People are human beings. A CEO and a two-year-tenured product manager are both human beings. They can have a discussion and learn from each other. When we start using the term ‘professional boundaries’ to mean they can’t, that means the CEO can only speak to his/her lieutenants. You know what that creates? A whole heap of garbage and same-think.
Professional boundaries and priority management
Let’s move it away from the execs for a second. Let’s say you’re a harried middle manager and it feels like people just keep tossing stuff onto your plate from every angle. My personal viewpoint is that middle management will die off in effective lean organizations of the future, but that’s still years (decades?) away. So for now, let’s entertain the notion of the Temple of Busy-worshiping, Cross-Hopping-On middle manager.
If your professional boundaries keep getting violated — if everyone needs something, in other words — what can you do?
There’s really only one answer.
You need to learn how to manage priorities.
Literally, all business really is … is a sequence of actions where you try to maximize time and make money relative to that. That’s all it is. We over-complicate it in 995 different ways — “Cloud-based solutions!” — but the whole idea is use time wisely and make money.
The only way to use time wisely and make money?
Be clear on priorities.
Unfortunately, that’s very hard for many organizations and their managerial levels — there’s documented research that most CEO lieutenants are unclear of the CEO’s priorities (odd), silos are rampant (consistently redefined priorities relative to functional area), and there’s additional research that managers are often the worst within organizations at setting priorities.
We’ve all had the bad boss — heck, here are 12 variations of that idea — and when we have this bad boss, we often talk about key concepts such as:
- Poor communicator
- Doesn’t seem to care about me
- Too much work
- No respect for professional boundaries
- Priorities are always shifting
The last bullet kind of explains the four bullets that came before it. When you’re in a work situation with unclear priorities, everything else kinda falls apart. No one knows who does what, what comes first, or who’s on third. It’s a total friggin mess and most people have lived it at least once. Unfortunately for me, I’ve lived it probably 112 times. I’m also in therapy.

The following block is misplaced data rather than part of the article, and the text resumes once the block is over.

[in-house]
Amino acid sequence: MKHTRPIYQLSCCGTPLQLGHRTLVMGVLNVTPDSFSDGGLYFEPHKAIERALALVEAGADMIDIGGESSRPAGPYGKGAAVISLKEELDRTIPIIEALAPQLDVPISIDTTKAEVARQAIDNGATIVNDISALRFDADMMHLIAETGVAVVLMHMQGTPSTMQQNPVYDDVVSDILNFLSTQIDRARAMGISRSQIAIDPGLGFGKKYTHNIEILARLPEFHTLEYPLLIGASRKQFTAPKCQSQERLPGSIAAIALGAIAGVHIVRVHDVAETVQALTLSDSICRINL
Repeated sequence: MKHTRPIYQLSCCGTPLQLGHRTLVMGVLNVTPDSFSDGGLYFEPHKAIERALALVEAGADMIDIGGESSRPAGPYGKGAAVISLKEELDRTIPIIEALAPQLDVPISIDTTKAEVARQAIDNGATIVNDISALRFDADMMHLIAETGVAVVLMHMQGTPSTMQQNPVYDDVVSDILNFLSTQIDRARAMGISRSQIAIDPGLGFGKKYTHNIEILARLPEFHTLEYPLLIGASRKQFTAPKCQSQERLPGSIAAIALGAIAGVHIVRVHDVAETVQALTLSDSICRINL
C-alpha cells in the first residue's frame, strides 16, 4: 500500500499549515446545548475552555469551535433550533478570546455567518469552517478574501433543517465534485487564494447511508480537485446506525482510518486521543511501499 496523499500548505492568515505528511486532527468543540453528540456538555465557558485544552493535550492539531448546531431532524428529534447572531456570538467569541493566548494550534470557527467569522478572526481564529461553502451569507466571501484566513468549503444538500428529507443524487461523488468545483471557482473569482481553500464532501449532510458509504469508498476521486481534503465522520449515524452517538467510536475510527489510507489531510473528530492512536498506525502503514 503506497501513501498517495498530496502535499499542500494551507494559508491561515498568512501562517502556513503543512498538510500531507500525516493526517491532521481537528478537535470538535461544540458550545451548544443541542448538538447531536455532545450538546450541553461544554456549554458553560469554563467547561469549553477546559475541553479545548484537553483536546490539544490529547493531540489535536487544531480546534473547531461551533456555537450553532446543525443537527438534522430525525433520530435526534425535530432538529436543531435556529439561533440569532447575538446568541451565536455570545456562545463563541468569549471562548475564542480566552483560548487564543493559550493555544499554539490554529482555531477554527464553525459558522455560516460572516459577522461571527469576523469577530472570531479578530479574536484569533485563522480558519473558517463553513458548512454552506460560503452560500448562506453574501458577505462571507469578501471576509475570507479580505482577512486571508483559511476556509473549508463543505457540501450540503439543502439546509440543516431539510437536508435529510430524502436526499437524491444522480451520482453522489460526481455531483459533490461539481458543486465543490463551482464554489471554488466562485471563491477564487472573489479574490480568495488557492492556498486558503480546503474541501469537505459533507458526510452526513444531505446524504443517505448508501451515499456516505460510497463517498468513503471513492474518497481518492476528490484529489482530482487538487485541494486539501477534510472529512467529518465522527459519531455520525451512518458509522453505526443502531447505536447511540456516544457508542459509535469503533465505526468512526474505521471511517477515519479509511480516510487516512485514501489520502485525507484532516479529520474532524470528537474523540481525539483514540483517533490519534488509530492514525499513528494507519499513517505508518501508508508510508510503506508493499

More Articles On Priorities and Respect
You might like some of the other things I’ve written on this topic:
The only way to do professional boundaries properly in a job sense (i.e. a professional sense) is to have some concept of priority management. Namely:
- What’s important?
- Why is it important?
- How often will ‘what’s important’ change?
- Who is allowed to change the idea of what’s important?
Most organizations don’t think about these concepts and just rush headlong into tasks, projects, and revenue goals. But when processes around a simple question like “How often will we change what’s important?” aren’t defined, everything becomes a cluster-wreck within 2-3 weeks. Suddenly Middle Manager A is chasing Target B, Middle Manager B is chasing Target A, and Middle Manager C has been out to lunch at the bar for the past five hours. Meanwhile, Middle Manager D wants to Chase Target A, so he’s gonna go yell at Middle Manager B and say he “owns that process.” Middle Manager E is chasing Target Z — no one even knows what the hell that is — and all the people who work for these five middle managers are wondering what exactly they’re supposed to be doing. In the course of waiting to find out, they’ll surf Facebook and a few other sites for a few hours.
This happens every day in cubicle worlds. SVPs rush by bellowing about their Q2 call with China and assume all the worker bees are grinding away. In reality, the worker bees are grinding away … on BuzzFeed, because they have no sense what their priority alignment is. So it’s either “Every project has a massive sense of urgency!” or “I dunno, here’s some no-ROI thing I’ll assign you so you stop asking me what’s next.”
In reality, this is where professional boundaries fall apart. Lack of priority drives all of it. Why are you getting an e-mail at 11:03 pm? There are two basic reasons:
- Your boss wants you to know he/she is a grinder and expects you to be
- Your boss needed that far into the day to determine what actually mattered — and oh, now a new day is beginning, so…
Professional boundaries. It’s the era that we live in now, for sure, but in most places we’re doing it wrong. We’re using the concept to protect the already-influential — “You can’t possibly get time with him!” — and run our execution-level employees around in circles on unclear priorities.
What else have you observed about professional boundaries at work?